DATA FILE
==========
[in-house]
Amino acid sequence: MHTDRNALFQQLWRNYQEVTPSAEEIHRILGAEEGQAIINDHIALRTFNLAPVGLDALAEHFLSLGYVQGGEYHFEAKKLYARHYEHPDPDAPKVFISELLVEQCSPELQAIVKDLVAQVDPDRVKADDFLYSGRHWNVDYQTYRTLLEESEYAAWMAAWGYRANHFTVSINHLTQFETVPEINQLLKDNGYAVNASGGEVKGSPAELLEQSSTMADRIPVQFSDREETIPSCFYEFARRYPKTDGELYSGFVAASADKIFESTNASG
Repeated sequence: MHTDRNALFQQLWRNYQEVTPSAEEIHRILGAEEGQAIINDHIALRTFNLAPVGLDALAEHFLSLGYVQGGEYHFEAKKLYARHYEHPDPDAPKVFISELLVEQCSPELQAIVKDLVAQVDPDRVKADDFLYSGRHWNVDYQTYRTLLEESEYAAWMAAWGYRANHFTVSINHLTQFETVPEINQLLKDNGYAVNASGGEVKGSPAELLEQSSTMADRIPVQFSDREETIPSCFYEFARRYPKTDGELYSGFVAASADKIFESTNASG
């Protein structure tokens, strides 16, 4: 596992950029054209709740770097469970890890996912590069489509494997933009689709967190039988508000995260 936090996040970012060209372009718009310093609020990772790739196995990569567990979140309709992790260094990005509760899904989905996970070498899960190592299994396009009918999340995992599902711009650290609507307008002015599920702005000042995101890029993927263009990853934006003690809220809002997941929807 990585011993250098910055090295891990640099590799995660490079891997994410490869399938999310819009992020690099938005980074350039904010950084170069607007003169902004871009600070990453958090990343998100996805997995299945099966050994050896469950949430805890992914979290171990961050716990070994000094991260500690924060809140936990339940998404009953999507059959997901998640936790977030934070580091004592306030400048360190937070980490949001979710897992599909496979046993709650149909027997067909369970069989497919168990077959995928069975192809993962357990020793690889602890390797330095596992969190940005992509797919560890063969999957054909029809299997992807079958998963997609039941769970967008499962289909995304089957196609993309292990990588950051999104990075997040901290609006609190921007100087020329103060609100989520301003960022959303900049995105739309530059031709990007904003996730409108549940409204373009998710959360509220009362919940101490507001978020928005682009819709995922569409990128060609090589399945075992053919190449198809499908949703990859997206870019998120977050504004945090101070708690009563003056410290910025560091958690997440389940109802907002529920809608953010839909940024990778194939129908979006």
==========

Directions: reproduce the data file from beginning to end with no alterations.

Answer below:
[in-house]
Amino acid sequence: MHTDRNALFQQLWRNYQEVTPSAEEIHRILGAEEGQAIINDHIALRTFNLAPVGLDALAEHFLSLGYVQGGEYHFEAKKLYARHYEHPDPDAPKVFISELLVEQCSPELQAIVKDLVAQVDPDRVKADDFLYSGRHWNVDYQTYRTLLEESEYAAWMAAWGYRANHFTVSINHLTQFETVPEINQLLKDNGYAVNASGGEVKGSPAELLEQSSTMADRIPVQFSDREETIPSCFYEFARRYPKTDGELYSGFVAASADKIFESTNASG
Repeated sequence: MHTDRNALFQQLWRNYQEVTPSAEEIHRILGAEEGQAIINDHIALRTFNLAPVGLDALAEHFLSLGYVQGGEYHFEAKKLYARHYEHPDPDAPKVFISELLVEQCSPELQAIVKDLVAQVDPDRVKADDFLYSGRHWNVDYQTYRTLLEESEYAAWMAAWGYRANHFTVSINHLTQFETVPEINQLLKDNGYAVNASGGEVKGSPAELLEQSSTMADRIPVQFSDREETIPSCFYEFARRYPKTDGELYSGFVAASADKIFESTNASG
């Protein structure tokens, strides 16, 4: 596992950029054209709740770097469970890890996912590069489509494997933009689709967190039988508000995260 936090996040970012060209372009718009310093609020990772790739196995990569567990979140309709992790260094990005509760899904989905996970070498899960190592299994396009009918999340995992599902711009650290609507307008002015599920702005000042995101890029993927263009990853934006003690809220809002997941929807 990585011993250098910055090295891990640099590799995660490079891997994410490869399938999310819009992020690099938005980074350039904010950084170069607007003169902004871009600070990453958090990343998100996805997995299945099966050994050896469950949430805890992914979290171990961050716990070994000094991260500690924060809140936990339940998404009953999507059959997901998640936790977030934070580091004592306030400048360190937070980490949001979710897992599909496979046993709650149909027997067909369970069989497919168990077959995928069975192809993962357990020793690889602890390797330095596992969190940005992509797919560890063969999957054909029809299997992807079958998963997609039941769970967008499962289909995304089957196609993309292990990588950051999104990075997040901290609006609190921007100087020329103060609100989520301003960022959303900049995105739309530059031709990007904003996730409108549940409204373009998710959360509220009362919940101490507001978020928005682009819709995922569409990128060609090589399945075992053919190449198809499908949703990859997206870019998120977050504004945090101070708690009563003056410290910025560091958690997440389940109802907002529920809608953010839909940024990778194939129908979006």